On a module level, many more companies are pushing towards higher integration levels. The XIM modules that were introduced by Xicato at the Light + Building 2014 have been enhanced by adding additional controls and wireless capabilities. A smart new feature is having the antenna close to the LED. According to Xicato, this position will improve wireless connection quality in recessed applications because shielding effects from metal enclosures are minimized.

In the meantime, other manufacturers have started offering modules with extended connectivity and higher integration levels. Bridgelux’s Board of Directors even decided to spin off their own business and sell the core business to an investment group. The Xenio LED module platform integrates local intelligence and communications capabilities and is based on the Bridgelux Vero® Series LED arrays.

Viapaq has come up with a product that cannot be ignored even though it can’t be called compact. They demonstrated a unique, single LED module that generates 4,000 or 6,000 lumens, depending on the selected type, and it only has one 2-pole mains connector for direct implementation for luminaires with a length of 1.2m and 1.5m.

The list of companies providing DoB solutions seems to be growing on a daily basis. Megaman pointed out the importance of this group by casing an eye upon the market and starting to offer an increasingly broad range of modules. It’s not surprising when you consider the synergies between the production of lamps and highly integrated LED modules.

The trend towards higher integration is known in other industries and it was only a matter of time before it prevailed in LED lighting. The reasons for it to have taken hold now are manifold: Applications requiring this type of solution have been identified; The volumes requested have become reasonable and cost issues are also moving in that direction; The component efficacy has reached a level that makes thermal management more controllable; Adequate lifetimes for the designated applications can be achieved with proper design. It will be interesting to watch what is coming over the next few years.

Figure 8, 9 & 10: Integration is omnipresent, sometimes combined with miniaturization. Modules have integrated contols and wireless communication. New transistors allow a reduced BOM. Sophisticated primary optics, as integrated part of the LED die, render secondary optics obsolete

Light Quality
Quality is always relevant but several manufacturers, for example, Nichia, Xicato and Soraa, have started to address “light quality” and are demonstrating their commitment to it in various ways. This year again, Nichia showed an impressive portfolio of high CRI and specialty lighting products. A new study that showed that all color metrics are questionable when it comes to specific applications prompted Xicato to design a new line of products for cosmetics and Soraa addressed light flicker and LED drivers, a topic that is unconventional for a manufacturer whose business is based on LED chip technology.

Two other companies that are attempting to improve light quality are Osram Opto and Toshiba Materials.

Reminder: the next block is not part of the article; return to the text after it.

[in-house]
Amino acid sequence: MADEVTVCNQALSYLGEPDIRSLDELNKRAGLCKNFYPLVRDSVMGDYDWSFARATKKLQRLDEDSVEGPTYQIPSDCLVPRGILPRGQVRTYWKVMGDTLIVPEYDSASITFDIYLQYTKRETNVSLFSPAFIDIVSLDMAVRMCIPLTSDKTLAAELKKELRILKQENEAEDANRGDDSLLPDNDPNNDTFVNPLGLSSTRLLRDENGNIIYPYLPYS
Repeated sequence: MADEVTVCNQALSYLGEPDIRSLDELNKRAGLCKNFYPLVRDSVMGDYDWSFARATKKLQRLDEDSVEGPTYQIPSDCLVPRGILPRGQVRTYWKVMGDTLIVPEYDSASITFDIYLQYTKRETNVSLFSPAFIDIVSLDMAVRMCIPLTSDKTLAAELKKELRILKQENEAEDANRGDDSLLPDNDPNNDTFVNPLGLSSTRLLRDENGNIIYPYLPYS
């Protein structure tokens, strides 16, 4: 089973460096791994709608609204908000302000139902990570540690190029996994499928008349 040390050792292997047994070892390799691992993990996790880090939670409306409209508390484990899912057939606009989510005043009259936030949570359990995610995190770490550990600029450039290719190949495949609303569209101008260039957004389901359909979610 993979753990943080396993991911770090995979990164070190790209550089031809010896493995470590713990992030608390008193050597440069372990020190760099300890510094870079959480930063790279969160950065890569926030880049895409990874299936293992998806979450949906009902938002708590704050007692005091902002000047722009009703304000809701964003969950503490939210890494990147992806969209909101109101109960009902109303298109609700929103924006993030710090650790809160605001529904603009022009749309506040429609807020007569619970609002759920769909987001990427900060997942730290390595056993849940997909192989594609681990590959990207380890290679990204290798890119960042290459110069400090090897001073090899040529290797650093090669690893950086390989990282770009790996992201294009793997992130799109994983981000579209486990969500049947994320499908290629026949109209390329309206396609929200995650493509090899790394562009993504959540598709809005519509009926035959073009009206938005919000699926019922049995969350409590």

Osram Opto demonstrated how different whites of the same CCT can appear even for 1SDCM binning depending on if the 2° or 10° color space is used for binning. To improve overall color consistency, they propose to switch to the 10° color space, at least for critical applications, and offer their Soleriq S13 in this binning from now on.

In collaboration with TOL Studio, Toshiba Materials planned their new TRI-R LEDs, which don’t only provide high CRI but also offer a continuous spectrum, without spikes or absence of specific colors with a spectral distribution that is closest to sunlight. This quality aspect cannot be described with CRI or other currently used color metrics and this unique light quality is especially useful in the field of museum and arts. Similar to conventional products with extreme CRI, the efficacy is certainly affected, but the improvements of the past years still allow a remarkable efficiency of over 80 lm/W.

Light quality has many different aspects and strongly depends on the application. While luminaire manufacturers sometimes ask for the impossible, not all component manufacturers have the same attitude when it comes to quality. However, they are increasingly recognizing the importance and are starting to expand their services and product range. It seems that soon any quality requirement will be able to be satisfied without the need of costly customized products.

Figure 11 & 12: Just two examples of how companies understand light quality: Three different whites from Xicato for different applications, and Osram's demonstration of 1SDCM binning for a 2° versus 10° viewing angle

Market Adjustment
Anybody who was looking for big news about OLEDs was probably disappointed this year. It looks like the OLED train has got stuck instead of picking up speed. In the early phase of OLED technology many more companies showed OLEDs and OLED modules. Today, even in applications, the exhibits were limited. On a component level more or less two companies stood out from the crowd: OLEDWorks and LG Display, formerly LG Chem. Both companies demonstrated OLED panels and flexible OLEDs that provided performance that is the prerequisite for modern general lighting applications.